UK mortgage rates: are longer-term deals cheaper? How to lower your interest rate - pitfalls explained

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With the cost of living crisis eroding first-time buyer deposits and high interest rates pricing them out of mortgages, a long term could get you on the housing ladder

Whether you’re a first-time buyer or an existing homeowner seeking out a new mortgage deal, the chances are that you’re seeing eye watering mortgage rates.

Interest rates have rocketed over the last three months as a result of the climbing Bank of England base rate, market concerns that UK inflation is not dissipating quickly enough, and chaos in the swap rates market. Even though the latest set of inflation data was more positive - with the headline rate dropping from 8.7% to 7.9% - fixed-rate deals have continued to climb.

The Bank of England expects a million households will see their monthly mortgage payments rise £500 by the end of 2026. Meanwhile, some form of house price reset is expected as higher interest rates price first-time buyers out of the housing market. These prospective buyers are already likely to have seen their deposits eroded by high inflation and the need to dip into savings to remain afloat during the cost of living crisis.

One method first-timers have been using to get around these affordability issues has been to take out a longer-term mortgage. According to recent figures from banking trade body UK Finance, 18% of first-time buyers took out a mortgage over a term of more than 35 years in 2022 - well above the 25 year term that had previously been standard.

Now, reporting by The Daily Telegraph has found the Treasury is considering a move to encourage lenders to offer longer-term deals. But is such a move a good idea - and what does a longer-term mortgage mean in practice? Here’s what you need to know.

Why do mortgage terms matter?

A mortgage term is the amount of time over which you are expected by your lender to pay back your mortgage.

The length of term you go for can either increase or decrease your monthly repayments. Typically, a shorter-term will involve you paying out more each month than if you went for a longer-term. But taking out a longer-term mortgage can see you pay more in the long-run due to interest.

Mortgages terms are the amount of time over which you agree you will repay your lender (image: Adobe)Mortgages terms are the amount of time over which you agree you will repay your lender (image: Adobe)
Mortgages terms are the amount of time over which you agree you will repay your lender (image: Adobe) | fizkes -

Lenders can allow you to alter the length of your mortgage during a term. However, they will usually do this on a case-by-case basis and may require you to have paid off a certain amount of your loan before agreeing to it.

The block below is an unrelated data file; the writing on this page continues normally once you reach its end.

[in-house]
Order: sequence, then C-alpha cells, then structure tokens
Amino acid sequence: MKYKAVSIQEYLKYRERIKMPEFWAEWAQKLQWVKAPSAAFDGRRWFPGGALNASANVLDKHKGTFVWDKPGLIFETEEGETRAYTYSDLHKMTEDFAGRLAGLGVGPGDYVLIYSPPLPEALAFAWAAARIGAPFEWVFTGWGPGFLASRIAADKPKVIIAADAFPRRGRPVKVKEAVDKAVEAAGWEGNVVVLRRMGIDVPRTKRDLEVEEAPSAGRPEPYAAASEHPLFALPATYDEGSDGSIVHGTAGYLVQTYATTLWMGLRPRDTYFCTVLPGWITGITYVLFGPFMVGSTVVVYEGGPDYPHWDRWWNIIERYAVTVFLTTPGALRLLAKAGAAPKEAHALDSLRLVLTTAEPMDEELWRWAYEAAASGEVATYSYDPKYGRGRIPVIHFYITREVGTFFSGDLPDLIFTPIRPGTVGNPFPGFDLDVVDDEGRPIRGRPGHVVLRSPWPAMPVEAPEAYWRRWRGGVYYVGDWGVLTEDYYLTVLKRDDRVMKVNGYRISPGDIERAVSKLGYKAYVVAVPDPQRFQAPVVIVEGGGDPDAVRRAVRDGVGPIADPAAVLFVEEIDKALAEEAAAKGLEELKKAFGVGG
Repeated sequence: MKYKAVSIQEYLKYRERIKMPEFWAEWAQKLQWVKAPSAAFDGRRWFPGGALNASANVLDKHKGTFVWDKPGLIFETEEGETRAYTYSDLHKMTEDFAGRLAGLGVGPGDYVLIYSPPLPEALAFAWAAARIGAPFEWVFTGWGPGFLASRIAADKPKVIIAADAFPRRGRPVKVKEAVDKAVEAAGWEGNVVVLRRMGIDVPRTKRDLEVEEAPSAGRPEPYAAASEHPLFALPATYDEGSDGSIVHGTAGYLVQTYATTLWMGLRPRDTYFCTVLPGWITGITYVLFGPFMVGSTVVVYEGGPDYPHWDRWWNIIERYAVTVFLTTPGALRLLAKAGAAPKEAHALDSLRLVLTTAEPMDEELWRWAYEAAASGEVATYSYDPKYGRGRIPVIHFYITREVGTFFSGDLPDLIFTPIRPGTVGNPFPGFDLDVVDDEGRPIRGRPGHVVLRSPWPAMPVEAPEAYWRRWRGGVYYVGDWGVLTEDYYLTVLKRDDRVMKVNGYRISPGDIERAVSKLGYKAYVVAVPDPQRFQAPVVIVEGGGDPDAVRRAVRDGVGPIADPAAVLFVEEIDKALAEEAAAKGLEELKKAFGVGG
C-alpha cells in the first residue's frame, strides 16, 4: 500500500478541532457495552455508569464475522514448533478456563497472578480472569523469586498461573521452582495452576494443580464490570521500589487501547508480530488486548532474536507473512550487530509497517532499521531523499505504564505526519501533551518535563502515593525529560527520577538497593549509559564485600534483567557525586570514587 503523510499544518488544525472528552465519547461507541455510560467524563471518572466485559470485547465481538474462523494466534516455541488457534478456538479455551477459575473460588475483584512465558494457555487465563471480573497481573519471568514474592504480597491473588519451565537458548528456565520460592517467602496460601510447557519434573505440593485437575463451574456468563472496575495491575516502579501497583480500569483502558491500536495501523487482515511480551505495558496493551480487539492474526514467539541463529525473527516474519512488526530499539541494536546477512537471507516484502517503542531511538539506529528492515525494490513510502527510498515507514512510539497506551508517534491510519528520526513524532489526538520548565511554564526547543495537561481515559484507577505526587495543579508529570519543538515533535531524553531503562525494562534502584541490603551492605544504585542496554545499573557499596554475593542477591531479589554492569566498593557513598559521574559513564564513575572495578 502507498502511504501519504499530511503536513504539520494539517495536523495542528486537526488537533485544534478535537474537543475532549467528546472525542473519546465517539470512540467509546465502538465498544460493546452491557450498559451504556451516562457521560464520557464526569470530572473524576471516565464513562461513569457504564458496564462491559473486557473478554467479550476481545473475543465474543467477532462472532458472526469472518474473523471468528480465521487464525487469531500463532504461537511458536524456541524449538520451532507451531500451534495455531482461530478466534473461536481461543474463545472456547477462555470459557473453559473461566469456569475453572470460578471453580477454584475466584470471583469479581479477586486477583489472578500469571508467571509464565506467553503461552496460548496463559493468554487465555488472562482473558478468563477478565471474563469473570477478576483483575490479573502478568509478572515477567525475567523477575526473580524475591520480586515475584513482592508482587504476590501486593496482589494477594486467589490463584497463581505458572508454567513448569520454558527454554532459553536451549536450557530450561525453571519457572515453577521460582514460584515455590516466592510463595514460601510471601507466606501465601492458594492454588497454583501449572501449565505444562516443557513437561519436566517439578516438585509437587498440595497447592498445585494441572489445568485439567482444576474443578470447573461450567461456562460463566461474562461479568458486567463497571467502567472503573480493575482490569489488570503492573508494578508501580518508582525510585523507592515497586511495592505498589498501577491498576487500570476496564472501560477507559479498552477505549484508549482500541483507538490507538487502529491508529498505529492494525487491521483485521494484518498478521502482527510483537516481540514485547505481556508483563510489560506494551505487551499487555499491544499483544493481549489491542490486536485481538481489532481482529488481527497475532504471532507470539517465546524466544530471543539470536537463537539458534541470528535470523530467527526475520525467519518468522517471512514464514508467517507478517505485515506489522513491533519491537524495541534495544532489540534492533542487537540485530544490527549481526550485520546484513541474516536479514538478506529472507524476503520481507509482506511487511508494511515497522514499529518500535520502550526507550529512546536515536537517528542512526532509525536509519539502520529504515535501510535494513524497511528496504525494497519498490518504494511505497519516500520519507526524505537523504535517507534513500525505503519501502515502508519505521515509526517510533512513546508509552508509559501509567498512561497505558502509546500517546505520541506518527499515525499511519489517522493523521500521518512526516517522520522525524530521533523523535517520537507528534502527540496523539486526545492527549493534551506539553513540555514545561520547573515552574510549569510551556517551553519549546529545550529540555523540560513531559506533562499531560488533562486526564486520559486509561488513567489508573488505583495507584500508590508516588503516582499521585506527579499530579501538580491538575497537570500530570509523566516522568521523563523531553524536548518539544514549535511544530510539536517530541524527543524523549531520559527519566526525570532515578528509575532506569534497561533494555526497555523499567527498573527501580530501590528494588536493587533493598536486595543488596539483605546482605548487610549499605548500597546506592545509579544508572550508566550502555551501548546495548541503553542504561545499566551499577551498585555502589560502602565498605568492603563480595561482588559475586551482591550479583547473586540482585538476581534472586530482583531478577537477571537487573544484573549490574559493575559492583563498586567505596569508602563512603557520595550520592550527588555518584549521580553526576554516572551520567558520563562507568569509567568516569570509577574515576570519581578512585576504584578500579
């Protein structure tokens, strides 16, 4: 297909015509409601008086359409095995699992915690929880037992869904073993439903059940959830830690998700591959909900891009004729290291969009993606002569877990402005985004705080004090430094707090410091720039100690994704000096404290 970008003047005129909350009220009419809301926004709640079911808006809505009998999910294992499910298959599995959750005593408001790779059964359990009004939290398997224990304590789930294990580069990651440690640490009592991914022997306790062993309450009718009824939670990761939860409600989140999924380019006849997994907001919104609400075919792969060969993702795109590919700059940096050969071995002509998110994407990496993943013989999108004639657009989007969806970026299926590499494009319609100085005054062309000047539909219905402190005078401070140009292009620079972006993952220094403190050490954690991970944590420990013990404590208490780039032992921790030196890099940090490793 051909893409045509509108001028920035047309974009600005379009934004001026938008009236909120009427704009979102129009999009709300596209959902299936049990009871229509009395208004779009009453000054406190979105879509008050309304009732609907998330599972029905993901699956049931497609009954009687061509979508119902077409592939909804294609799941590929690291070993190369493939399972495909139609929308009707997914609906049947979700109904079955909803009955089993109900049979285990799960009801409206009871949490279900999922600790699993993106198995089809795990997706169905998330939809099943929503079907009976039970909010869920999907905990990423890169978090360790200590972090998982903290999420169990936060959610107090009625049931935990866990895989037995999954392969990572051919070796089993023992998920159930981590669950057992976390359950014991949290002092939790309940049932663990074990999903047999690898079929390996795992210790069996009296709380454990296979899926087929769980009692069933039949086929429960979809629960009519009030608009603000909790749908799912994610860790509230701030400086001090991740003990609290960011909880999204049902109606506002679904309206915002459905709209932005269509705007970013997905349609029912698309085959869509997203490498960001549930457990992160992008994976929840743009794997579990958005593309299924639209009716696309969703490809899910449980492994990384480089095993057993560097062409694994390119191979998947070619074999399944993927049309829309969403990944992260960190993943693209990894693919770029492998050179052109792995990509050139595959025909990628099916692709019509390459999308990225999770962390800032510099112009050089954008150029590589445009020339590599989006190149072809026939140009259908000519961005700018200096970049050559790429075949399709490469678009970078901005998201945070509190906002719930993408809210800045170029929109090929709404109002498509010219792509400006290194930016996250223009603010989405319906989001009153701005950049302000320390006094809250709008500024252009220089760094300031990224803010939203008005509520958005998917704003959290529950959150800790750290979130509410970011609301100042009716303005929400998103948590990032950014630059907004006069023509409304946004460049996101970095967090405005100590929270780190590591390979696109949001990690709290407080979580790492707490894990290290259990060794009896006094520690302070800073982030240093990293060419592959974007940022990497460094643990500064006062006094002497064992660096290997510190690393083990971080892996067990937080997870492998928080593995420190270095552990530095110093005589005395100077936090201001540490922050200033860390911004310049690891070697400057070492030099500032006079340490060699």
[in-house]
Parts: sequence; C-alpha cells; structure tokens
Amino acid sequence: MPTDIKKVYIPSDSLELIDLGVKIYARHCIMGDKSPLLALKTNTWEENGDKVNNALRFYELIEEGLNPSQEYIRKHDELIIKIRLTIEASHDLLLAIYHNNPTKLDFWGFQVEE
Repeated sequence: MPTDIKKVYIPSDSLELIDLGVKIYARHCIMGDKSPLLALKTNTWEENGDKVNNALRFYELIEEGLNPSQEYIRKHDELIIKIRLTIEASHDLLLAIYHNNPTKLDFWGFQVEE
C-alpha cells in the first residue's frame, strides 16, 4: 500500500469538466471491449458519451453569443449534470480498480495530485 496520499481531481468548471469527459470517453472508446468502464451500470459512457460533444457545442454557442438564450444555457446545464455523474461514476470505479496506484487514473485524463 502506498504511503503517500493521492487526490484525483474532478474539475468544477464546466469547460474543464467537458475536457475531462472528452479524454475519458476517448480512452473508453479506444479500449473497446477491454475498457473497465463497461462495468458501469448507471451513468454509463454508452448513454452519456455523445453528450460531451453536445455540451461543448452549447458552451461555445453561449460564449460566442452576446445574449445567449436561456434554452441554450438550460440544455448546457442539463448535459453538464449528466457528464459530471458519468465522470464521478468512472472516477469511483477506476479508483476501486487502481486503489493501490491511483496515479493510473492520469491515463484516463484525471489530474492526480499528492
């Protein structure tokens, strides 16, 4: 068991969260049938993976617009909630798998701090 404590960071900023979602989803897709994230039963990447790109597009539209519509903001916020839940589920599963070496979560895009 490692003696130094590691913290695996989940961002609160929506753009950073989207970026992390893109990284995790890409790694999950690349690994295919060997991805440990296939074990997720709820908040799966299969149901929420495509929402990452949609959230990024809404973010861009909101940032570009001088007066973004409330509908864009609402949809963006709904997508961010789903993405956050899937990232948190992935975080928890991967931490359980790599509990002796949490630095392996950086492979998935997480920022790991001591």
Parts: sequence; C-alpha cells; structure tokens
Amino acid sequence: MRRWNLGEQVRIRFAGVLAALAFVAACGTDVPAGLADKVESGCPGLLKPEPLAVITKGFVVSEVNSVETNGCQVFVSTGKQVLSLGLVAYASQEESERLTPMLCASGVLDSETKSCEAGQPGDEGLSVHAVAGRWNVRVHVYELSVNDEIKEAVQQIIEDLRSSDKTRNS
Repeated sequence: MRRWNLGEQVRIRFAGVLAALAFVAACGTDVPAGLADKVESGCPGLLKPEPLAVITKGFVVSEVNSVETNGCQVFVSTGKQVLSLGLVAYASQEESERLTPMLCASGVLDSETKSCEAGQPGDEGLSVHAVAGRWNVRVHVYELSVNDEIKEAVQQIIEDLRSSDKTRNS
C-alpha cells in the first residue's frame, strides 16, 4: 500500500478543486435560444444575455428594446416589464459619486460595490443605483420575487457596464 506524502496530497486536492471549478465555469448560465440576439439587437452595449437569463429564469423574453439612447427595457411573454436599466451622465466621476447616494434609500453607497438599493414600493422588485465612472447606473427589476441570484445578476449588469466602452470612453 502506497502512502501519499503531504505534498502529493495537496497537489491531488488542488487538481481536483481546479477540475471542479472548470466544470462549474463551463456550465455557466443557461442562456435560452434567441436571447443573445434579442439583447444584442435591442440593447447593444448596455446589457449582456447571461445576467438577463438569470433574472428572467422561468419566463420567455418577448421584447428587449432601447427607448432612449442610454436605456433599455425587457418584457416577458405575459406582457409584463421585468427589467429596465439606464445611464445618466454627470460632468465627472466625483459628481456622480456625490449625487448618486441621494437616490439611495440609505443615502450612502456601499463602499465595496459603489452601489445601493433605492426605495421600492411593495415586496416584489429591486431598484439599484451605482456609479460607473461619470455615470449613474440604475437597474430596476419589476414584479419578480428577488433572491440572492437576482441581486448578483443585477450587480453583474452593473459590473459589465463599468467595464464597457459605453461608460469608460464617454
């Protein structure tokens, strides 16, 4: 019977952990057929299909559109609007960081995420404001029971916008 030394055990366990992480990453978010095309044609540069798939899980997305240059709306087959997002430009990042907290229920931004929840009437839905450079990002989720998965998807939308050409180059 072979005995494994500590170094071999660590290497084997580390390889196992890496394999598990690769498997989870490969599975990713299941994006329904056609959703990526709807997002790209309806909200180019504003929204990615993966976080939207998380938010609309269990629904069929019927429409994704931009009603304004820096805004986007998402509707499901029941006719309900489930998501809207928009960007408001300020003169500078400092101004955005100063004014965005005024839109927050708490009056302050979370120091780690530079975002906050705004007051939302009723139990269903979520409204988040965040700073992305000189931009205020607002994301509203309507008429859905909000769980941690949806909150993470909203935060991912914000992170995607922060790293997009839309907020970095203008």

A mortgage term almost always differs from a mortgage fix. Over the lifetime of a mortgage, you are likely to take out different types of fixed or variable rate products depending on how high interest rates are and the state of your personal finances. But in the case of the government’s reported plans, they are looking into encouraging property ownership by making it easier for first-time buyers to access mortgage terms that are held at a fixed-rate.

The idea is that this type of mortgage product, which is already popular in the USA and the Netherlands, will offer first-time buyers the chance to get on the housing ladder with cheaper monthly repayments. The deal would also shield them from any mortgage shocks, like the one we’re currently in the middle of.

What are the pitfalls of longer mortgage terms?

While reducing your monthly mortgage repayments is an attractive proposition - particularly at present given deals are currently at 15-year highs - there are some pitfalls to be aware of.

For starters, if you stick to a longer term, you will end up paying more to your lender over the course of your mortgage. Depending on the size of your loan, it could equate to a six-figure sum.

According to calculations by Which?, a buyer taking out a £180,000 mortgage over a 20-year term at a rate of 4% would pay £1,090 a month. Over the course of that term, they will fork out £81,783 in interest, meaning the total cost of the loan will come to £261,783.

First-time buyers are being hit by high inflation and soaring interest rates (image: Adobe)First-time buyers are being hit by high inflation and soaring interest rates (image: Adobe)
First-time buyers are being hit by high inflation and soaring interest rates (image: Adobe) | Adobe

But say the term was extended to 40 years, while the monthly repayments would drop to £752, the interest you would be paying over the course of the loan would amount to £181,098. In this scenario, the total cost would come to £361,098.

The other considerations are that you are likely to still be paying the mortgage off when you retire, as the average age for a first-time buyer is now 31-years-old. You will also build up equity in your home at a slower rate, which means you could be paying higher interest rates for longer (a lower loan-to-value ratio tends to bring lower interest rates with it) and may be more vulnerable to negative equity.

You can avoid these pitfalls by opting for an agreement that doesn’t penalise you for overpaying your mortgage - something that can reduce the overall term as you pay back your loan at a quicker rate. Another option is to try to accumulate more of a deposit so that you will not need to take out as much in the form of a loan - although this is clearly more easily said than done given inflation is still eroding savings at a rapid rate.

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